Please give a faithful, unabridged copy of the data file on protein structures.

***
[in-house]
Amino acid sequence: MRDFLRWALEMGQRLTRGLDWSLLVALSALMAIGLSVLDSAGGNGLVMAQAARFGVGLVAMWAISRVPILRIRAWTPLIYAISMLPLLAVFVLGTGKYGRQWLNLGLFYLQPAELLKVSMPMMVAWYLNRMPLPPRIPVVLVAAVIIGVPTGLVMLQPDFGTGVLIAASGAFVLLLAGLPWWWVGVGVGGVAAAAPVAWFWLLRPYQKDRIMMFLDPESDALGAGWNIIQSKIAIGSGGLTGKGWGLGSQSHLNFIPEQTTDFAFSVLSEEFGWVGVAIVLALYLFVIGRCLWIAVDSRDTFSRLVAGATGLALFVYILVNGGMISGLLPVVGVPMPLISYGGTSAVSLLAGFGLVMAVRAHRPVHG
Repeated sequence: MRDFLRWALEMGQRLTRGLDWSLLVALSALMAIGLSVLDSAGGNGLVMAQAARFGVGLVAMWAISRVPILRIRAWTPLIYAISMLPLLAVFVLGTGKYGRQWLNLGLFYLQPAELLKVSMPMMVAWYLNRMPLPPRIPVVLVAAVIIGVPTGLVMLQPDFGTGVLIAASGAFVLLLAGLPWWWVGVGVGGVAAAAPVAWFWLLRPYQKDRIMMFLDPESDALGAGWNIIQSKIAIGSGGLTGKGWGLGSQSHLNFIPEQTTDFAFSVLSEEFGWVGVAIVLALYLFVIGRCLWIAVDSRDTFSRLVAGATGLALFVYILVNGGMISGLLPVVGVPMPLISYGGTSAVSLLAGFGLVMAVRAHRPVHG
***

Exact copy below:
[in-house]
Amino acid sequence: MRDFLRWALEMGQRLTRGLDWSLLVALSALMAIGLSVLDSAGGNGLVMAQAARFGVGLVAMWAISRVPILRIRAWTPLIYAISMLPLLAVFVLGTGKYGRQWLNLGLFYLQPAELLKVSMPMMVAWYLNRMPLPPRIPVVLVAAVIIGVPTGLVMLQPDFGTGVLIAASGAFVLLLAGLPWWWVGVGVGGVAAAAPVAWFWLLRPYQKDRIMMFLDPESDALGAGWNIIQSKIAIGSGGLTGKGWGLGSQSHLNFIPEQTTDFAFSVLSEEFGWVGVAIVLALYLFVIGRCLWIAVDSRDTFSRLVAGATGLALFVYILVNGGMISGLLPVVGVPMPLISYGGTSAVSLLAGFGLVMAVRAHRPVHG
Repeated sequence: MRDFLRWALEMGQRLTRGLDWSLLVALSALMAIGLSVLDSAGGNGLVMAQAARFGVGLVAMWAISRVPILRIRAWTPLIYAISMLPLLAVFVLGTGKYGRQWLNLGLFYLQPAELLKVSMPMMVAWYLNRMPLPPRIPVVLVAAVIIGVPTGLVMLQPDFGTGVLIAASGAFVLLLAGLPWWWVGVGVGGVAAAAPVAWFWLLRPYQKDRIMMFLDPESDALGAGWNIIQSKIAIGSGGLTGKGWGLGSQSHLNFIPEQTTDFAFSVLSEEFGWVGVAIVLALYLFVIGRCLWIAVDSRDTFSRLVAGATGLALFVYILVNGGMISGLLPVVGVPMPLISYGGTSAVSLLAGFGLVMAVRAHRPVHG